Screen Time: 60%
Role: Anne Stewart
Age: 10 years old
Directed: Alejandro Amenábar
Genre: Drama, Horror, Mystery, Suspense
A woman named Grace retires with her two children to a mansion on Jersey, towards the end of the Second World War, where she's waiting for her husband to come back from battle. The children have a disease which means they cannot be touched by direct sunlight without being hurt in some way. They will live alone there with oppressive, strange and almost religious rules, until she needs to hire a group of servants for them. Their arrival will accidentally begin to break the rules with unexpected consequences.
Movie ReviewsIf I were Hayley Joel Osment, I’d be nervous about young Alakina Mann and James Bentley—both give incredibly nuanced performances as pale, neurotic prisoners of their own home.
The Others is not like most other movies—especially the dumbed-down blockbusters of summer. It is complex and literate, as psychologically unnerving as Henry James’ novel The Turn of the Screw.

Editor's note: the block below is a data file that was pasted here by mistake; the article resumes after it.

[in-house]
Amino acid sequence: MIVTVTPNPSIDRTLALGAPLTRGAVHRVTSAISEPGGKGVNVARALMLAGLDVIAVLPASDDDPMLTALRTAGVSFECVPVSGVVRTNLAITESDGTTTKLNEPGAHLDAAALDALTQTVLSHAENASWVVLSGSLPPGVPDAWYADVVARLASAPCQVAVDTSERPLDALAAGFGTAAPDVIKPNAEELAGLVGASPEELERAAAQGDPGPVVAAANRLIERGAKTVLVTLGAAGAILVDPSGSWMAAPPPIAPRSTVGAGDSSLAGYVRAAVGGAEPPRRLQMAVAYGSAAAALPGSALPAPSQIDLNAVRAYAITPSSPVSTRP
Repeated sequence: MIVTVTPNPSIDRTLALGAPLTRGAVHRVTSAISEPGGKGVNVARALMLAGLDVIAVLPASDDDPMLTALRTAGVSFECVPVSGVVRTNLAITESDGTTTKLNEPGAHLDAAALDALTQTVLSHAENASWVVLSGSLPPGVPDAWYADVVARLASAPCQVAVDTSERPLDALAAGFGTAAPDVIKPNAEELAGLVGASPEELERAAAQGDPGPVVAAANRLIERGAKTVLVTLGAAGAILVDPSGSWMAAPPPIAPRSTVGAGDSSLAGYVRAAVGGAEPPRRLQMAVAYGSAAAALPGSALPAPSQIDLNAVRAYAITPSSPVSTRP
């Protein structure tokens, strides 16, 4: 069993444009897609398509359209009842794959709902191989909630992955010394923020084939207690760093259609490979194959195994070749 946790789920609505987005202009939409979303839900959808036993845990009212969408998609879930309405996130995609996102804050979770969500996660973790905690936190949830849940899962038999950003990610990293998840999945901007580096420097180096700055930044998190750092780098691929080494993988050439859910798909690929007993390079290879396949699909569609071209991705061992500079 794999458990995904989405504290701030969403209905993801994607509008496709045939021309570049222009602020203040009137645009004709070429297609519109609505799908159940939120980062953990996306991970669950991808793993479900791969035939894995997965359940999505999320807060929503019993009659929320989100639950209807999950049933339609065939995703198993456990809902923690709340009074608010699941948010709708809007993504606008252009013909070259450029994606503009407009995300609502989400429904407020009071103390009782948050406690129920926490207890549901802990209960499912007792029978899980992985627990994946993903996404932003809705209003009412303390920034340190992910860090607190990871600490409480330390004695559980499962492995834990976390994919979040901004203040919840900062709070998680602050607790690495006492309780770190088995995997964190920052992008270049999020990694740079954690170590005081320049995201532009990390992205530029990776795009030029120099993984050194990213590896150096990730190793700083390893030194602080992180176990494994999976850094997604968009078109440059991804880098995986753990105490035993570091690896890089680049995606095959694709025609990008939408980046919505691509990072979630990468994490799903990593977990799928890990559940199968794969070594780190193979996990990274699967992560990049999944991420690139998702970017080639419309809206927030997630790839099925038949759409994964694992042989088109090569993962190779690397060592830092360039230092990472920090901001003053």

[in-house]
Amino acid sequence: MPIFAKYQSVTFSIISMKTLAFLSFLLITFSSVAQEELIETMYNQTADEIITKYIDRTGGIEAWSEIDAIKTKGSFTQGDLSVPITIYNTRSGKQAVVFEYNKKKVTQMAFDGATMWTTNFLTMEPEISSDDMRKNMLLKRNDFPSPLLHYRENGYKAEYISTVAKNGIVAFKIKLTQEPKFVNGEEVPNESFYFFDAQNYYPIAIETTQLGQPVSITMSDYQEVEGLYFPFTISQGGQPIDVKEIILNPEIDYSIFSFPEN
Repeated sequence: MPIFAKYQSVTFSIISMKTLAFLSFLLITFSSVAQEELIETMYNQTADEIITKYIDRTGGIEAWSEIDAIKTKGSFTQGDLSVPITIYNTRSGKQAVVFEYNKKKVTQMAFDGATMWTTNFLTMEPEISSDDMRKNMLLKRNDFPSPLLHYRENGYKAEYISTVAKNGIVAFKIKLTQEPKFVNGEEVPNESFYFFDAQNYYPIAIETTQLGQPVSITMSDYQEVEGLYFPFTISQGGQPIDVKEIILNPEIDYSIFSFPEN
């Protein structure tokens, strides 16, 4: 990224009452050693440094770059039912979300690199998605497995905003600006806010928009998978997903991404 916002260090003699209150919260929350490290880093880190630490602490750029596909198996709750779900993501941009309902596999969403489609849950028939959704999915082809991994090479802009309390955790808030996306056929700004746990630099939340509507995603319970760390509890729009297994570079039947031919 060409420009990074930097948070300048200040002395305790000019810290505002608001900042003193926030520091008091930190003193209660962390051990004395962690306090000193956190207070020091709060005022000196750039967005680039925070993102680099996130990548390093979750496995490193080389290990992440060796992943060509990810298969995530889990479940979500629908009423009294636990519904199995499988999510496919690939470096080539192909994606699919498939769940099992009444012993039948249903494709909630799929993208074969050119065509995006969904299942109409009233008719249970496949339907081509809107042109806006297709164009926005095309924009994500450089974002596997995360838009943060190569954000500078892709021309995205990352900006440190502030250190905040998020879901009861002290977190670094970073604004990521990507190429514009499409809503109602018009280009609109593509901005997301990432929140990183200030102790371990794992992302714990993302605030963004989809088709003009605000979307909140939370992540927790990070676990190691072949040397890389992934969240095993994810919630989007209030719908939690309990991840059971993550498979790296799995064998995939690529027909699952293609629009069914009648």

It’s a ghost story, but there are no “white sheets and clanking chains,” as Anne would say, trying to spook her younger brother.
Bumps and thumps (superbly amplified by Dolby) come from rooms that, according to Grace’s rule, should have been locked and empty.
The children are adorable, but they’re also vaguely unsettling. Dread gradually gathers as thick as the dust on the mantlepiece.
All is eventually revealed, and when that moment comes, you can practically feel the oxygen being sucked out of the theater in a collective gasp.
As the end credits rolled at the matinee I attended, some audience members remained frozen in the seats. They were, no doubt, waiting for the gooseflesh to subside before they walked out into the bright, haunting sunlight.